A6.1 - Magnetic Microsensors: Quo Vadis?
- SENSOR+TEST Conferences 2009
2009-05-26 - 2009-05-28
Congress Center Nürnberg
- Proceedings SENSOR 2009, Volume II
- A6 - Magnetic Sensors I
- J. Marien, A. Schuetze - Saarland University, Saarbrücken, Germany
- 17 - 22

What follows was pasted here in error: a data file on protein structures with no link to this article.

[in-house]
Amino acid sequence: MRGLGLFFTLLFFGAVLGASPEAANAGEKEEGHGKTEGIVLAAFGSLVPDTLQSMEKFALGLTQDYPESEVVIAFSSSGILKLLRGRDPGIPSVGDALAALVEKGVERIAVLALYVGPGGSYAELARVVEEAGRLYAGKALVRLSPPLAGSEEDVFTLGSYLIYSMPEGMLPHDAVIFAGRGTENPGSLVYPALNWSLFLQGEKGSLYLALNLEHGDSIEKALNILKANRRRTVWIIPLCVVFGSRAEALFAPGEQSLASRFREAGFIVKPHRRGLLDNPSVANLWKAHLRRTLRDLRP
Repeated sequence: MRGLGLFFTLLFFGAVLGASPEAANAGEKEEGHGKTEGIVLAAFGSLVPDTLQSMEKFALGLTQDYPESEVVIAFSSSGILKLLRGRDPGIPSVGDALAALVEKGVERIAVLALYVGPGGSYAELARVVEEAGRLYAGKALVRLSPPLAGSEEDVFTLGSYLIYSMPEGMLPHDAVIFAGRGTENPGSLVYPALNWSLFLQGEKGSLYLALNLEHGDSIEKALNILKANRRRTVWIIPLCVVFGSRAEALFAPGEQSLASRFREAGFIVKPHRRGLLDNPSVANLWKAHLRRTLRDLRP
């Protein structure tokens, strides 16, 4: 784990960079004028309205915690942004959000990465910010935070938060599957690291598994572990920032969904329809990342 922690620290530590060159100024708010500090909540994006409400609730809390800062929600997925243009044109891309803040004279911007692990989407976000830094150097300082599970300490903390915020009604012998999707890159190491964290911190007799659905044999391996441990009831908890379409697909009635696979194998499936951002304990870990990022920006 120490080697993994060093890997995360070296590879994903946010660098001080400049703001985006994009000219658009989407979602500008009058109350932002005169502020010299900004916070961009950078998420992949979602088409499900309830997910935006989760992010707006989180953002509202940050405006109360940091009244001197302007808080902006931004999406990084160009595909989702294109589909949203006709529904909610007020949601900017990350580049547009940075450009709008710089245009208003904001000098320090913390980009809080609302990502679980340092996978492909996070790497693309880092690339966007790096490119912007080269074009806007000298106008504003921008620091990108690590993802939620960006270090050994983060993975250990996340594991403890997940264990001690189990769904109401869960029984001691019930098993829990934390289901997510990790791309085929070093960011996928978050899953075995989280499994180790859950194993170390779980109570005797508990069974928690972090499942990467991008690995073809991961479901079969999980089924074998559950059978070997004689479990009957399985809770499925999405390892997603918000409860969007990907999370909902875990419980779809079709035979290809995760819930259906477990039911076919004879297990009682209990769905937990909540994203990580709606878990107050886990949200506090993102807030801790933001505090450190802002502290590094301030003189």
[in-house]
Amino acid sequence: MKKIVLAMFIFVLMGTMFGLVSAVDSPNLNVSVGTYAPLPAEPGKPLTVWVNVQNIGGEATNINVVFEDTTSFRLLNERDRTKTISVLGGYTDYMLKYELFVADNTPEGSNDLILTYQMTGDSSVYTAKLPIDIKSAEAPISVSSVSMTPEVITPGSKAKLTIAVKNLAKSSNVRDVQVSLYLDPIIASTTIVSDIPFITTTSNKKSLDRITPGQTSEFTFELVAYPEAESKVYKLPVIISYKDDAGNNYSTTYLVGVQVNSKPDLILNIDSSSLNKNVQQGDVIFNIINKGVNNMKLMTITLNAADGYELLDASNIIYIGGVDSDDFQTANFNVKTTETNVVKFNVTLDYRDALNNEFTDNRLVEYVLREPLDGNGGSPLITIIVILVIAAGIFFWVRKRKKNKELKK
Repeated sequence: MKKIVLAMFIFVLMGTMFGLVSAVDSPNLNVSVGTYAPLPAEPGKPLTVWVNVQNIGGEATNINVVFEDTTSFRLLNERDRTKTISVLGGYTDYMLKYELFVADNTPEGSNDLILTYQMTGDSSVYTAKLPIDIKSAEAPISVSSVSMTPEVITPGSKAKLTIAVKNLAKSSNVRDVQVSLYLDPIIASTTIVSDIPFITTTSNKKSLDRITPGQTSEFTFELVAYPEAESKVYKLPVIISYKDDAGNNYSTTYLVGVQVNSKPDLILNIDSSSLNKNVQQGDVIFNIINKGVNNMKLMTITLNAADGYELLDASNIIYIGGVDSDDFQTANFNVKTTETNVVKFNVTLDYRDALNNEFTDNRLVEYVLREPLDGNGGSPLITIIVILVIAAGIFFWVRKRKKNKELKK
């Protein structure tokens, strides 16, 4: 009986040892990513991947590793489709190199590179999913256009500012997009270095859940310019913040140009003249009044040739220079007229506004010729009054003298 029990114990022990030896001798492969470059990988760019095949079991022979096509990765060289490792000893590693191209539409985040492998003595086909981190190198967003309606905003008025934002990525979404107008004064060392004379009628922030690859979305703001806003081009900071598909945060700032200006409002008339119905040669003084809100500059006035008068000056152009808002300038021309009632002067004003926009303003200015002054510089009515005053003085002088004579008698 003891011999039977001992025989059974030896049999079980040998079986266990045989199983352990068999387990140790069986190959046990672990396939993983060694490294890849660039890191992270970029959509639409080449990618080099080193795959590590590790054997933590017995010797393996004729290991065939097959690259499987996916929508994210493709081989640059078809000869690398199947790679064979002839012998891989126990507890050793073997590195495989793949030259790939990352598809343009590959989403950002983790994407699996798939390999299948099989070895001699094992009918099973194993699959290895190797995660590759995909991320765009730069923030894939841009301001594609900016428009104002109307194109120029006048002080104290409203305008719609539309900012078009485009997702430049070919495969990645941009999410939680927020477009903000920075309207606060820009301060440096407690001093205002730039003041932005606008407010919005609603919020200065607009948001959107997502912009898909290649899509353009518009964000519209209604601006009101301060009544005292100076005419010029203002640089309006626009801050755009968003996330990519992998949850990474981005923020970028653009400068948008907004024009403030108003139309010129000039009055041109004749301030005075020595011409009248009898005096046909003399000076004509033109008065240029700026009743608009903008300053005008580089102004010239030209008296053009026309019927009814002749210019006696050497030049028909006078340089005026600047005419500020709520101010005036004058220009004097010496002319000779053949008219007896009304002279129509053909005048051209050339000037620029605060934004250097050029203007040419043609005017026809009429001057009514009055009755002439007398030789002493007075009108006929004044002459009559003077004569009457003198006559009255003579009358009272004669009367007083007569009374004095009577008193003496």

Magnetic sensors are used for contactless and wearless detection of a wide range of magnetic fields. This includes extremely low fields of a few fT (10-15 T) generated by the activity of human brain cells up to hundreds of mT (0.1 T) of modern rare earth magnets. During the last 20 years magnetic sensors have become very popular for detecting different physical properties like electric current, mechanical position, speed, angle, rotational speed or the earth magnetic field for electronic compass applications, because they are extremely reliable, small, cheap and easily integrated within electronics. There are different physical effects which are used to build magnetic sensors. Hall sensors and magneto resistive (MR)-sensors are today’s mainstream sensors manufactured in quantities of hundreds of millions devices per year. Current Hall sensors are seamlessly integrated in CMOS logic devices and thus often include the complete signal path, computational logic and digital interfaces. MR sensors, on the other hand, are normally made in a proprietary thin film process and are heterogeneously integrated into sensing systems. The two technologies differentiate mainly in the detectable field range and in the product of resolution and speed. In addition to these mainstream technologies for large volume applications, specific sensing principles are used especially for low field/low noise applications. Currently, fluxgate and SQUID sensors are used especially in medical applications or for magnetic imaging. A fairly new approach is the use of chip scale atomic magnetometers to measure the total field, a technology that is similar to chip scale atomic clocks, which have already proven their high potential.